Through the years, the PCB industry developed various technologies of manufacturing circuit boards. Along with the inventions of these technologies are the introductions of different types of printed circuit board. As the fabrication technology becomes more and more sophisticated, the PCBs created are getting smaller, smarter and faster than their predecessors.
We group these PCBs into three main categories. Each category contains one to three sub-types that we use today in manufacturing and assembling your circuit boards.
According to the mounting technology used
We use two assembly methods. These are the surface mounting and the thru-the-hole methods. A thru-the-hole method output is a single-sided circuit board. This method is the oldest assembly where it requires pre-drilling of holes to the circuit boards. Before, PCB manufacturers limit the use of through the hole mounting to prototypes creation and heavy duty equipment. The reason is the better and stronger bond of the components into the board. This makes the board withstand the most tremendous environment stress.
However, the invention of laser machines made drilling even the smallest holes possible. We can drill holes onto the PCBs for up to 3 mils. This possibility reintroduces through the hole technology to the assembly of wearables and similar products. As a result, we can manufacture PCBs with the longest service life and best performance.
The second method of assembly is the surface mounting technology. The output of this method is a single-sided or double-sided board. This method makes use of the both sides of the copper tracks and requires surface pads to temporarily attach the components on the printed circuit board. After component placement, the re-flow process melts the solder paste and establishes the electrical connections.
According to Thickness of the Board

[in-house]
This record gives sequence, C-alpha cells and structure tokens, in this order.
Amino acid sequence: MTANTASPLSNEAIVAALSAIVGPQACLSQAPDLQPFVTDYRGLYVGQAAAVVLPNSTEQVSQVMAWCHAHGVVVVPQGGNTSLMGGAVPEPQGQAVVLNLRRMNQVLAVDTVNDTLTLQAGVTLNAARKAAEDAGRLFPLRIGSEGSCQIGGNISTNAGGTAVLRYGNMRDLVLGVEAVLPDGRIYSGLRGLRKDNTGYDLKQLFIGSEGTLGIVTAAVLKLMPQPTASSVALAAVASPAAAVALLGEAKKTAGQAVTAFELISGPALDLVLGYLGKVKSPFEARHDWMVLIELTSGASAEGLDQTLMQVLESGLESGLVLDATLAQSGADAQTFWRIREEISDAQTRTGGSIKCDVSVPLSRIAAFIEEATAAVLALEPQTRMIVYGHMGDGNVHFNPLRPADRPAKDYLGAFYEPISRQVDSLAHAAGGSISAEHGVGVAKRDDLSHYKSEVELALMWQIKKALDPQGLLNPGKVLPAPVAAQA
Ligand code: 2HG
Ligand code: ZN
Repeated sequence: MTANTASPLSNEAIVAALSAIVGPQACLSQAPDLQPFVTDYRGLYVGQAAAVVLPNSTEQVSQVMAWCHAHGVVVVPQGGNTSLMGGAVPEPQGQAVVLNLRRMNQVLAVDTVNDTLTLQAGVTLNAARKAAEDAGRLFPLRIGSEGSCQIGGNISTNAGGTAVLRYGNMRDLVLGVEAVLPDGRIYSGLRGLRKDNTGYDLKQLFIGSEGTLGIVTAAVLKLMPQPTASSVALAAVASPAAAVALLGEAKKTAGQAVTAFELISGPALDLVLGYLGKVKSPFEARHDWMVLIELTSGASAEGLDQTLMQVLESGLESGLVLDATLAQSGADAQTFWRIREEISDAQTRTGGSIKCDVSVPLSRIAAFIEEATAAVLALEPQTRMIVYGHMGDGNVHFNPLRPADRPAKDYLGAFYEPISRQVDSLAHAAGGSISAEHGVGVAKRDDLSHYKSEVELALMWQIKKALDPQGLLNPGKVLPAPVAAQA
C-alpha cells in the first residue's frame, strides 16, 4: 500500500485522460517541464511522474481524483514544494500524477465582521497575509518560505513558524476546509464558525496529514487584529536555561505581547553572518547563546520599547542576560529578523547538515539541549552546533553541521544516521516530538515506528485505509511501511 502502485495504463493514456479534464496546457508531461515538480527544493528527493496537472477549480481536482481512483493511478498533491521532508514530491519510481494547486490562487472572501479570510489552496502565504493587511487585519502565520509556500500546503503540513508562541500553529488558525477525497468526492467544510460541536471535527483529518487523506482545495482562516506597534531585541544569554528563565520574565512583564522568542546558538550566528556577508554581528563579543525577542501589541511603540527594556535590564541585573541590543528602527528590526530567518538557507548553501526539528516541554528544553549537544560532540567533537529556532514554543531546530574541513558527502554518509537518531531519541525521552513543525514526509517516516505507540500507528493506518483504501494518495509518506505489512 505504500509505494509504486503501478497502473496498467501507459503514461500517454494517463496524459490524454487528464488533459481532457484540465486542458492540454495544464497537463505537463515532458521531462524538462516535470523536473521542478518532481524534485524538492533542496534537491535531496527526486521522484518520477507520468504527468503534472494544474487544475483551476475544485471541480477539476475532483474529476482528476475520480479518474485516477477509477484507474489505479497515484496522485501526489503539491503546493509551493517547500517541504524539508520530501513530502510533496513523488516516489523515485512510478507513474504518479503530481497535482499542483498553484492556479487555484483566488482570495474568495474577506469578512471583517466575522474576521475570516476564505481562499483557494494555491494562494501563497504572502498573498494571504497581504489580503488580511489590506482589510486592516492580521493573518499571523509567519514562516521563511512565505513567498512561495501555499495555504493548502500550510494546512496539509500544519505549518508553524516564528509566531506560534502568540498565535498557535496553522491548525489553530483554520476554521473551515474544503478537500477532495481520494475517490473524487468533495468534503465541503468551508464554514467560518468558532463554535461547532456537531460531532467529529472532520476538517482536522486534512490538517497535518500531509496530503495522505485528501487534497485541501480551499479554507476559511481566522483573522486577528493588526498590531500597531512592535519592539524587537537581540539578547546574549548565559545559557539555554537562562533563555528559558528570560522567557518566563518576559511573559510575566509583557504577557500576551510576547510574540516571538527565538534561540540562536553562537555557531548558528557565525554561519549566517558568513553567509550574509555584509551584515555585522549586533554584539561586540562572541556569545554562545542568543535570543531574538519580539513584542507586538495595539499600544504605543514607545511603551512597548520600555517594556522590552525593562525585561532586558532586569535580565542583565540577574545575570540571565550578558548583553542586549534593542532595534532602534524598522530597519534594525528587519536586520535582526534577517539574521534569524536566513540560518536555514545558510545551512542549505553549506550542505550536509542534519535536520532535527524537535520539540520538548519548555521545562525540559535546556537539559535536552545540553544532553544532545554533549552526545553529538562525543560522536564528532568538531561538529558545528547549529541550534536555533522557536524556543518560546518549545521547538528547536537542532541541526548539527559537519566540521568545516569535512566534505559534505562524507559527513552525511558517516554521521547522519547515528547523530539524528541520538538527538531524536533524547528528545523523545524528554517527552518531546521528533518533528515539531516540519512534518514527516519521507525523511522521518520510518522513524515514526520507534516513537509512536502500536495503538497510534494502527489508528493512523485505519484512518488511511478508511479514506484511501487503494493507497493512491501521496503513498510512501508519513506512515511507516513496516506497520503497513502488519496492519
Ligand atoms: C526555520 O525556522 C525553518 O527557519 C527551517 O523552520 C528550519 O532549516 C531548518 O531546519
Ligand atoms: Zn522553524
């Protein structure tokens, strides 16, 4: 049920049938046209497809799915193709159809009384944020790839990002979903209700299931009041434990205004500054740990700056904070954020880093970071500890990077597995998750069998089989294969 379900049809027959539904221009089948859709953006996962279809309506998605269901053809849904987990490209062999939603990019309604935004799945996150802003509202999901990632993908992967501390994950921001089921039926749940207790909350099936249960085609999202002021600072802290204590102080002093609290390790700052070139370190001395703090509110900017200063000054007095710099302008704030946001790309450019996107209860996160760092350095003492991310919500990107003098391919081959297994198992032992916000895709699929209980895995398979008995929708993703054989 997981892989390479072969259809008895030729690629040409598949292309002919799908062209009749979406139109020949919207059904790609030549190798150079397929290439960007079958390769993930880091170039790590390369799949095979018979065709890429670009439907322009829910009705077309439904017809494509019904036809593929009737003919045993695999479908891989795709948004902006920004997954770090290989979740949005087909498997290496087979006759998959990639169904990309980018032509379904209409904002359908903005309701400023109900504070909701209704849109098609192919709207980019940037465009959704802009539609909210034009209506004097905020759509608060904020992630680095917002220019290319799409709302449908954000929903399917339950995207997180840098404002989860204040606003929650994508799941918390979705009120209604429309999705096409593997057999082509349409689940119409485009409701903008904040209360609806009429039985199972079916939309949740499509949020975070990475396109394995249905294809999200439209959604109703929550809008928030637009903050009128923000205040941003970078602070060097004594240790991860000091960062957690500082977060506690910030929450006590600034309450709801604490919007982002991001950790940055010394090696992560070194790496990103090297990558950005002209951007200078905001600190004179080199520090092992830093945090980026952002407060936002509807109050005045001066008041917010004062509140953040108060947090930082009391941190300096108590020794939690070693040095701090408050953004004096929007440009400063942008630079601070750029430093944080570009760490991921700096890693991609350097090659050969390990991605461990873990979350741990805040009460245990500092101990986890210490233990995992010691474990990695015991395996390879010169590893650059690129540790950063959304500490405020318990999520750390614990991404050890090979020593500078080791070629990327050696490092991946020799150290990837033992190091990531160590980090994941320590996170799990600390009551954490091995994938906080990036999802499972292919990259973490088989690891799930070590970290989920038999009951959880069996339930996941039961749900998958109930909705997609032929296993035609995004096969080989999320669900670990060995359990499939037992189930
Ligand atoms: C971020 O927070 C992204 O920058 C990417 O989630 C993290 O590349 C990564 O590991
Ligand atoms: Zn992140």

High density interconnect is the newest addition to the PCB industry. It combines the two assembly methods, where drilling of holes or vias and micro vias interconnect the layers of the board. On the other hand, we use the surface mount technology to place components.
With the HDI technology, we can produce highly compact PCBs, where one PCB contains hundreds of integrated circuits, capacitors and other electrical components. This achieved component’s density makes the PCB multi functional, which is the number one requirement in telecommunication products. We can produce PCBs with single or multiple layers.
Single-layered PCBs are the most common. These consist of one rigid and one copper layer. The rigid layer is usually fiberglass or phenolic resin. For a more complex functionality than a single layered PCB can offer, we make double-layered PCBs, where they contain one rigid layer in between two copper tracks. The last type of PCB in this category is the multi-layered boards. These boards contain alternating rigid layer and copper tracks. A PCB can contain up to 12 layers but still look thin and light.
According to the Flexibility
With the HDI technology, we can create compact and lightweight electronic printed circuit board. We combine rigid and flexible boards and still come up with high-tech products.
Know What You Need
Given the different types of PCB available, and the various ways in which they’re classified, one thing should be clear – anyone who’s planning to have these technological necessities made should be completely sure of what they require.
While the typical ordering process does involve several steps, reducing the chances of getting the wrong one made, there’s still a chance of making a mistake – especially if the design itself is flawed or not entirely suitable for its intended purpose. So, it would really pay off to have your designs evaluated by others who are equally knowledgeable. Of course, it would be better to have them checked by veteran enthusiasts or those with expert knowledge.
Once you’re completely sure about your schematic, you’re ready to move on to the next step – getting with touch with a reputable manufacturer. We, at pcbnet.com, know how important it is to deliver PCBs that completely match the designs provided to us by our clients. After all, one minor mistake could lead to wasted resources – and that includes both time and money, aside from the materials that would simply go to waste (assuming that repairs aren’t an option).
If you’d like to know more about us and our legacy in the printed circuit board industry, simply head on to our website at pcbnet.com.